So in the first two parts of this DIY series, I’ve shared some of the how-to and what not to do’s of keeping backyard chickens. You may be wondering, though, why bother with backyard hens? Or maybe, like the folks at All Over Albany, you’re thinking that backyard chickens seem like a lot of work. To wrap up this series, I’ll attempt to address both.
First, why bother?
For me, it boils down to the desire to raise more of our own food; more than just garden veggies and the occasional wild berry from the backyard. In theory I’d love to be “off grid” and raise or produce our whole diet but this is pretty unrealistic given where I live and the pace of “normal” life (or at least my life). Personally, I don’t have the time or infrastructure for larger animals (cows or pigs) at my home, but chickens have a small enough impact to blend into our suburban landscape. Having chickens allows us to produce a protein rich food source, eggs, for less than we’d buy them for (about $4.00 a dozen is the average local rate for organic free range eggs – once set up and during peak laying season I estimate it costs us about $1.00-$1.25 to produce a dozen eggs). With two small children who consume a lot and happen to love eggs, this works out pretty well for us. Also, one of my goals as a parent is to help my children understand where their food comes from. I hope they grow into agriculturally and economically conscious as well as healthy adults. Having chickens provides a significant connection to one of our most regular and versatile food sources. Even though they are just toddlers, the kids help to care for the flock. This responsibility could be compared to having a pet, however we also have the unique ability to respect and thank our “pets” for what they provide us.
Also, and more simply, I really like to eat eggs. If you like eggs and taste farm fresh eggs side-by-side with grocery store eggs, you will see and taste the difference. Eggs are quite nutritious and are not only used as a component in countless recipes but also make great stand-alone dishes. One of my favorite ways to enjoy eggs is simply scrambled and accompanied by a well toasted English muffin or fresh bread. I don’t think this even needs a recipe or instructions.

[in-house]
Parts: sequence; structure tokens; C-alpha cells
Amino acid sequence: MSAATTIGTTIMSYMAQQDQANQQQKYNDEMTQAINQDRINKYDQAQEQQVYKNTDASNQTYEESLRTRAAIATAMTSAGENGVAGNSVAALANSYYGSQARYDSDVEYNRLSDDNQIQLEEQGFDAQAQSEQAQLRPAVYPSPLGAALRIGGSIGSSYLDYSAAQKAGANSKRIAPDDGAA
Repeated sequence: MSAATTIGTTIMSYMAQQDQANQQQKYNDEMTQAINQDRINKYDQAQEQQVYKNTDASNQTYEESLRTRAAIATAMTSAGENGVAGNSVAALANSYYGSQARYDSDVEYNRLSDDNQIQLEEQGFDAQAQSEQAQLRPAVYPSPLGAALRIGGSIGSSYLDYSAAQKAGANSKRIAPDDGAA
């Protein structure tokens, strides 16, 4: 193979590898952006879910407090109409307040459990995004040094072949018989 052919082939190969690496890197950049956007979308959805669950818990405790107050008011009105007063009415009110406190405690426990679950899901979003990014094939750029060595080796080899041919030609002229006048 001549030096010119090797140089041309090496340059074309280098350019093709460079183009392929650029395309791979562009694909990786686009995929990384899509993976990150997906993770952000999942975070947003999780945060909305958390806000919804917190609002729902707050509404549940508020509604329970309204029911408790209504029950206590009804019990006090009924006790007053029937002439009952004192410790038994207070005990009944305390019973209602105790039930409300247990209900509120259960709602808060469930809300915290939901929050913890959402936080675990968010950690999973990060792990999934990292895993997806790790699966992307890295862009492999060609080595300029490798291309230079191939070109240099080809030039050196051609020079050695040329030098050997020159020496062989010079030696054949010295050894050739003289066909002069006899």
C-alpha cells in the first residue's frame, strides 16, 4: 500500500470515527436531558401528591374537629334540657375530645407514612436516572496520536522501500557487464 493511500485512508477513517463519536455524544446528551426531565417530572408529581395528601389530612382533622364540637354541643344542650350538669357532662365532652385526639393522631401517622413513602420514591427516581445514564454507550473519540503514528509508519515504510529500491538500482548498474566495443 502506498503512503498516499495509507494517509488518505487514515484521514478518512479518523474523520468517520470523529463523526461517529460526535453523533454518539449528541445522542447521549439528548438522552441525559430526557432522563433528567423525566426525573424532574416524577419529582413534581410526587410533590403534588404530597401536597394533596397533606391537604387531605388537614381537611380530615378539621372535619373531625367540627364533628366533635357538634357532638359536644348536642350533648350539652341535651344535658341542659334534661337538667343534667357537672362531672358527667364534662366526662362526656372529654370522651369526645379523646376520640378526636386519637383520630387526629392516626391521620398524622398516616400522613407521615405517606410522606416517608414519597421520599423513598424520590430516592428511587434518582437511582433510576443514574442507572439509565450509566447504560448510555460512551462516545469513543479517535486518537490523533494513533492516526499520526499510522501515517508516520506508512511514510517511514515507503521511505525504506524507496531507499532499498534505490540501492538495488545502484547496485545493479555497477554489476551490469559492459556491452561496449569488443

I also love my eggs deviled. My kids often request boiled eggs for breakfast, and I usually I throw a few extra into the pot to stash in the fridge for salad, sandwiches or devil-ing.
METHOD: Deviled Eggs
two hard boiled eggs, peeled and sliced in half lengthwise
1 tsp mayonnaise
1/2 tsp butter
pinch ground mustard
1/8 tsp kosher salt
fresh ground pepper to taste
After peeling and slicing the eggs, carefully remove the yolks and place in a small bowl. Add all remaining ingredients and mash together with a fork. Spoon the yolk mixture into the egg white halves. Enjoy! (best eaten fresh, may be refrigerated for up to 2 days)
Now, onto the second topic to wrap up this DIY series: backyard chickens seem like a lot of work. Anyone want to weigh in on this? I know a few of you reading probably have your own hens! Comment and share your thoughts too!
Here is my take on the subject of “work involved”:
Being responsible for another living thing is a lot of work. From experience though, I can say that keeping a small flock of chickens in my backyard is less work than owning a cat. Its probably also safe to say its easier than owning a dog (disclaimer: I have never owned a dog in my adult life). Getting the coop set up properly can require some time and work, but probably not more time than one might spend going to the vet, crate or litter training a puppy or kitten, or other “start-up” animal ownership investments. Once things are up and running, though, chickens are very low maintenance. Like any ‘pet’, responsible owners should keep an eye on their health, provide them with fresh water and food on a daily basis, and ensure clean accommodations. In my opinion, though, these tasks don’t require more than a few minutes a day with an extra 15 minutes once every week or two to clean the coop; not much more than an average pet owner might spend walking a dog or cleaning a litter box. While chickens don’t offer the cuddly companionship a furry pet might, they are highly entertaining to watch and obviously offer the added benefit of providing eggs.
In short, though I’ve shared the tough lessons I’ve learned and unique struggles I’ve encountered as a new backyard chicken farmer, I would not call chicken ownership a lot of work. In sharing my experience, I hope not to deter anyone from pursuing their own backyard poultry dreams but offer tips so that you might avoid the mistakes I made in the beginning. In fact, if its something you have been dreaming of, I encourage you to go for it and if you need any help feel free to get in touch!